We wanted to create something that would allow people to tap into the community that already existed around them (their local church) but without barriers such as existing cliques, cultural differences and pressure of initiating conversation. We realized that this problem has been exacerbated during this COVID crisis and we wanted a virtual way to establish these new connections.
What it does
- The platform enables church members to make new connections with people they wouldn't usually connect with. Through an invitation system, leaders are able to send email invites to church members. After signing up, church members are put into a pool for match making based on categories defined by the leader like age group, gender and group size. The platform takes it from there and optimizes on matching members that haven't matched up before and don't interact usually. Once members connect, we provide ice-breakers for them to get conversations going.
How I built it
- Our team tackled a problem from initial idea to MVP during the hackathon. We walked through the design thinking process to define our problem. We focused on empathy using pain points, gains and jobs to be done using Trello and Zoom. We conducted a research survey with TypeForm involving almost 50 people, gathering insights before we started building our MVP.
- Once we entered the UI design and software development phase, we split the team into three teams of designers, mobile app developers and API developers. The teams re-synced daily to make sure that everything stayed aligned and integrated as quickly as possible between the different aspects.
Challenges We ran into
- We spanned many different time-zones and countries (Canada, USA, Argentina, UK, and Australia), coordinating meetings and tasks between school, work and family demands throughout the week.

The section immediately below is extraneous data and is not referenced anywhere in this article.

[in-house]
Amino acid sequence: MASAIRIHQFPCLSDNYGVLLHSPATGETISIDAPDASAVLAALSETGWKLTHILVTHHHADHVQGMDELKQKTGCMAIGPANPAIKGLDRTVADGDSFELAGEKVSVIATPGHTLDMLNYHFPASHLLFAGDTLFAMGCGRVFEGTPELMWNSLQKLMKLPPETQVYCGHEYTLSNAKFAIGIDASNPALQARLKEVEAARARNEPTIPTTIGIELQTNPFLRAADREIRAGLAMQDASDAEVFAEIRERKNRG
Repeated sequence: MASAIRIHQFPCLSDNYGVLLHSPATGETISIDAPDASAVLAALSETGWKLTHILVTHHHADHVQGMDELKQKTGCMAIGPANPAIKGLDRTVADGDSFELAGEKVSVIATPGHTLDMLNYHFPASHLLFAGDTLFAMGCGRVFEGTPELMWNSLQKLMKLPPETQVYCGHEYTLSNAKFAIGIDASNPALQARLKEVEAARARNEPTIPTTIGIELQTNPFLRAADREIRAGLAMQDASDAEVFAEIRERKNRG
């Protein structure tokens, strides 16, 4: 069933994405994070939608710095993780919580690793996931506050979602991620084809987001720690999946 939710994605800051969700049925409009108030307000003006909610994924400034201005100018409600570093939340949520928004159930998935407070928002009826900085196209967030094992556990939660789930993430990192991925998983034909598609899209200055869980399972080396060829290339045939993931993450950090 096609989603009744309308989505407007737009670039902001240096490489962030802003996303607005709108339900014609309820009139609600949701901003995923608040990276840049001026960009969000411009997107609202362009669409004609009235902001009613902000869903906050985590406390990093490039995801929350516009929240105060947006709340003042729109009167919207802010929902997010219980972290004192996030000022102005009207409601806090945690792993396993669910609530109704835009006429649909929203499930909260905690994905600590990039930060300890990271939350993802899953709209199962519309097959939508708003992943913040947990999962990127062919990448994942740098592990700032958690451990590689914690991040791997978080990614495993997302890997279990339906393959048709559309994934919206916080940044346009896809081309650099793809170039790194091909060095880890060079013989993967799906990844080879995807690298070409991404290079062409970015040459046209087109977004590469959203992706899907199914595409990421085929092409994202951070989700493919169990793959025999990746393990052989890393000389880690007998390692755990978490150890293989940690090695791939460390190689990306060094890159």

- A couple of our developers had to learn a new coding stack. For the front end, some learned Flutter (Dart), on the back-end they learned Flask framework (Python). This was an initial challenge to ramp-up but we were able to sail through. One of our designers learned XD in a day to help us develop a beautiful prototype.
Accomplishments that we're proud of
- Despite a steep learning curve for most team members, we managed to complete a simple but working prototype which showcases the most important aspects of the product. Over the course of the week, we achieved efficient communication within and between the teams and found a good modus operandi in the context of the team’s global distribution. Furthermore, this was achieved without compromising on user research and critical assessment of our value proposition. Having started with a project which was much more focused on the individual we pivoted to one which focuses on community as a whole. Eventually, our critical approach resulted in a split of two thirds of the time being spent on product design and only one third on the practical implementation.
What We learned
- One of the most important things we learned was to come up with a solid definition and requirements list to the problem we are trying to solve before we attempt to build a solution – as there’s no point in solving a problem that doesn’t exist. We conducted several meetings, brainstorming sessions, and public surveys to generate potential ideas for challenge we can tackle. We harnessed our diversity in nationalities, ethnicities, and age to discover a problem that can affect anyone – loneliness and lack of community. In settling on this problem, we wanted to make a platform that doesn’t attempt to solve issues directly, but rather uses technology to empower people in taking the initiative to foster community within their church, under the supervision of godly leaders.
What's next for Hello Neighbour
- We want to introduce more dynamic elements to our application – such as defining group constraints (size, gender, minimum age to sign-up, etc.), live group messaging to coordinate meetups, and user feedback with analytics at the end of each matching cycle so church leaders can monitor effectiveness. This is the type of application that becomes more valuable the more active users there are, so we want to start piloting it in churches to understand how it helps in promoting Christ-like community. This will also help us to discover areas in which we can continue to improve.